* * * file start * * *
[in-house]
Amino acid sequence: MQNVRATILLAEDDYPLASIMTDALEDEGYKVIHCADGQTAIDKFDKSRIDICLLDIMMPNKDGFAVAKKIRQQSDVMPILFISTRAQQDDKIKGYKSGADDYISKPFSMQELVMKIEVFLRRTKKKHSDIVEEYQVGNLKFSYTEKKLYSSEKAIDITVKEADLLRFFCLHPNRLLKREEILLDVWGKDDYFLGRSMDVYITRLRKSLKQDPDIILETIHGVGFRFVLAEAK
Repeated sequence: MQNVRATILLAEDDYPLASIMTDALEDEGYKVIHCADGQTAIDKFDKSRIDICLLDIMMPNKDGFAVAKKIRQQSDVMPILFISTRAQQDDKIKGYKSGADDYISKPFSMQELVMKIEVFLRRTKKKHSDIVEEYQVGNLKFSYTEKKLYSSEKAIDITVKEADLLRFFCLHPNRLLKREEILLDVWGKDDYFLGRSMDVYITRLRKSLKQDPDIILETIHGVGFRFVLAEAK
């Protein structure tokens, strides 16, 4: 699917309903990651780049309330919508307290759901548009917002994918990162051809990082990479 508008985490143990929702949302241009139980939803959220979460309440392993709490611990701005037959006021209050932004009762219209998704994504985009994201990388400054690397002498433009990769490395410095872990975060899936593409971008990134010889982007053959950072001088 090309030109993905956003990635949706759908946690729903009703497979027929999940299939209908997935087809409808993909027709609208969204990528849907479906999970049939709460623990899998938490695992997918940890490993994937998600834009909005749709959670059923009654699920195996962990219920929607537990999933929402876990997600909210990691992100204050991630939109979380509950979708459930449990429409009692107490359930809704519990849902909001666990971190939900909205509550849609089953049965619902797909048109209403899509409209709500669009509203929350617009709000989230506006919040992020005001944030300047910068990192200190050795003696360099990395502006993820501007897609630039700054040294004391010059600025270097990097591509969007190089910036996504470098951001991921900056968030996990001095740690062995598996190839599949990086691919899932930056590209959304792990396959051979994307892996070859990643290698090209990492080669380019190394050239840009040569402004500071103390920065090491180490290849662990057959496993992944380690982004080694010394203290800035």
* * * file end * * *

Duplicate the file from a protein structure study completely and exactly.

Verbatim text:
[in-house]
Amino acid sequence: MQNVRATILLAEDDYPLASIMTDALEDEGYKVIHCADGQTAIDKFDKSRIDICLLDIMMPNKDGFAVAKKIRQQSDVMPILFISTRAQQDDKIKGYKSGADDYISKPFSMQELVMKIEVFLRRTKKKHSDIVEEYQVGNLKFSYTEKKLYSSEKAIDITVKEADLLRFFCLHPNRLLKREEILLDVWGKDDYFLGRSMDVYITRLRKSLKQDPDIILETIHGVGFRFVLAEAK
Repeated sequence: MQNVRATILLAEDDYPLASIMTDALEDEGYKVIHCADGQTAIDKFDKSRIDICLLDIMMPNKDGFAVAKKIRQQSDVMPILFISTRAQQDDKIKGYKSGADDYISKPFSMQELVMKIEVFLRRTKKKHSDIVEEYQVGNLKFSYTEKKLYSSEKAIDITVKEADLLRFFCLHPNRLLKREEILLDVWGKDDYFLGRSMDVYITRLRKSLKQDPDIILETIHGVGFRFVLAEAK
């Protein structure tokens, strides 16, 4: 699917309903990651780049309330919508307290759901548009917002994918990162051809990082990479 508008985490143990929702949302241009139980939803959220979460309440392993709490611990701005037959006021209050932004009762219209998704994504985009994201990388400054690397002498433009990769490395410095872990975060899936593409971008990134010889982007053959950072001088 090309030109993905956003990635949706759908946690729903009703497979027929999940299939209908997935087809409808993909027709609208969204990528849907479906999970049939709460623990899998938490695992997918940890490993994937998600834009909005749709959670059923009654699920195996962990219920929607537990999933929402876990997600909210990691992100204050991630939109979380509950979708459930449990429409009692107490359930809704519990849902909001666990971190939900909205509550849609089953049965619902797909048109209403899509409209709500669009509203929350617009709000989230506006919040992020005001944030300047910068990192200190050795003696360099990395502006993820501007897609630039700054040294004391010059600025270097990097591509969007190089910036996504470098951001991921900056968030996990001095740690062995598996190839599949990086691919899932930056590209959304792990396959051979994307892996070859990643290698090209990492080669380019190394050239840009040569402004500071103390920065090491180490290849662990057959496993992944380690982004080694010394203290800035």